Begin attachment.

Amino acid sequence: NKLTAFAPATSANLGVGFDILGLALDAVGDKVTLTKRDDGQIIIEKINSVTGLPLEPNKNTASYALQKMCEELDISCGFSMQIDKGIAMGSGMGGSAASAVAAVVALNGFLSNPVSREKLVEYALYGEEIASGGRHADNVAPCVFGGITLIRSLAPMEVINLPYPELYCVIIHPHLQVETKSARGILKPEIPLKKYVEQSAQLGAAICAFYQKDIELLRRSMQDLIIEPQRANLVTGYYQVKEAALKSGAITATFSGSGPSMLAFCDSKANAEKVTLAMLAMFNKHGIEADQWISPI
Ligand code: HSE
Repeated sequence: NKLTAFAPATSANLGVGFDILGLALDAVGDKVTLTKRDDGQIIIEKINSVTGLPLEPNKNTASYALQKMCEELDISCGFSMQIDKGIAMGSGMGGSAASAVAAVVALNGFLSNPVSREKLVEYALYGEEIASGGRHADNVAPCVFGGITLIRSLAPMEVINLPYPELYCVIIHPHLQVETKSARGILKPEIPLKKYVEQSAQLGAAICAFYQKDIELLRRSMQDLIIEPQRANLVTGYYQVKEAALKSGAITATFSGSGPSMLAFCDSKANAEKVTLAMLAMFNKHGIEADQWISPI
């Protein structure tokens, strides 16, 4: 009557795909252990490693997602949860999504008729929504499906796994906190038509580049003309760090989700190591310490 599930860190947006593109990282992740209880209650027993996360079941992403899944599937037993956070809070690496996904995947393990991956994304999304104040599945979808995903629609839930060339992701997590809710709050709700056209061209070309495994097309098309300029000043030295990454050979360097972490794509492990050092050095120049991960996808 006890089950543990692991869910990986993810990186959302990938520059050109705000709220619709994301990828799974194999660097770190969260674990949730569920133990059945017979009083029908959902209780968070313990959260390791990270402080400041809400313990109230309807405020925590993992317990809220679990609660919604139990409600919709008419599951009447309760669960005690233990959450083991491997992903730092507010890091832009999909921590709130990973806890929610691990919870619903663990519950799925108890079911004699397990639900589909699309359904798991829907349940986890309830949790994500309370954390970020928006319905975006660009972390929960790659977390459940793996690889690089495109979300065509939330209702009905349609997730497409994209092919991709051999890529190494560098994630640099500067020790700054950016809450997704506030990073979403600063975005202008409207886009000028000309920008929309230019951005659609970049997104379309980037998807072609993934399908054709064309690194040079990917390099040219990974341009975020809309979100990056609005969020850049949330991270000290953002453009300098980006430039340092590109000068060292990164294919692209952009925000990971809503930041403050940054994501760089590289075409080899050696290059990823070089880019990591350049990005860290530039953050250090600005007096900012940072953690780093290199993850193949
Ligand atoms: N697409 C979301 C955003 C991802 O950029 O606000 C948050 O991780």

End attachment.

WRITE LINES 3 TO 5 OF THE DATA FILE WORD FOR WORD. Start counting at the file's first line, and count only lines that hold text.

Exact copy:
Repeated sequence: NKLTAFAPATSANLGVGFDILGLALDAVGDKVTLTKRDDGQIIIEKINSVTGLPLEPNKNTASYALQKMCEELDISCGFSMQIDKGIAMGSGMGGSAASAVAAVVALNGFLSNPVSREKLVEYALYGEEIASGGRHADNVAPCVFGGITLIRSLAPMEVINLPYPELYCVIIHPHLQVETKSARGILKPEIPLKKYVEQSAQLGAAICAFYQKDIELLRRSMQDLIIEPQRANLVTGYYQVKEAALKSGAITATFSGSGPSMLAFCDSKANAEKVTLAMLAMFNKHGIEADQWISPI
């Protein structure tokens, strides 16, 4: 009557795909252990490693997602949860999504008729929504499906796994906190038509580049003309760090989700190591310490 599930860190947006593109990282992740209880209650027993996360079941992403899944599937037993956070809070690496996904995947393990991956994304999304104040599945979808995903629609839930060339992701997590809710709050709700056209061209070309495994097309098309300029000043030295990454050979360097972490794509492990050092050095120049991960996808 006890089950543990692991869910990986993810990186959302990938520059050109705000709220619709994301990828799974194999660097770190969260674990949730569920133990059945017979009083029908959902209780968070313990959260390791990270402080400041809400313990109230309807405020925590993992317990809220679990609660919604139990409600919709008419599951009447309760669960005690233990959450083991491997992903730092507010890091832009999909921590709130990973806890929610691990919870619903663990519950799925108890079911004699397990639900589909699309359904798991829907349940986890309830949790994500309370954390970020928006319905975006660009972390929960790659977390459940793996690889690089495109979300065509939330209702009905349609997730497409994209092919991709051999890529190494560098994630640099500067020790700054950016809450997704506030990073979403600063975005202008409207886009000028000309920008929309230019951005659609970049997104379309980037998807072609993934399908054709064309690194040079990917390099040219990974341009975020809309979100990056609005969020850049949330991270000290953002453009300098980006430039340092590109000068060292990164294919692209952009925000990971809503930041403050940054994501760089590289075409080899050696290059990823070089880019990591350049990005860290530039953050250090600005007096900012940072953690780093290199993850193949
Ligand atoms: N697409 C979301 C955003 C991802 O950029 O606000 C948050 O991780």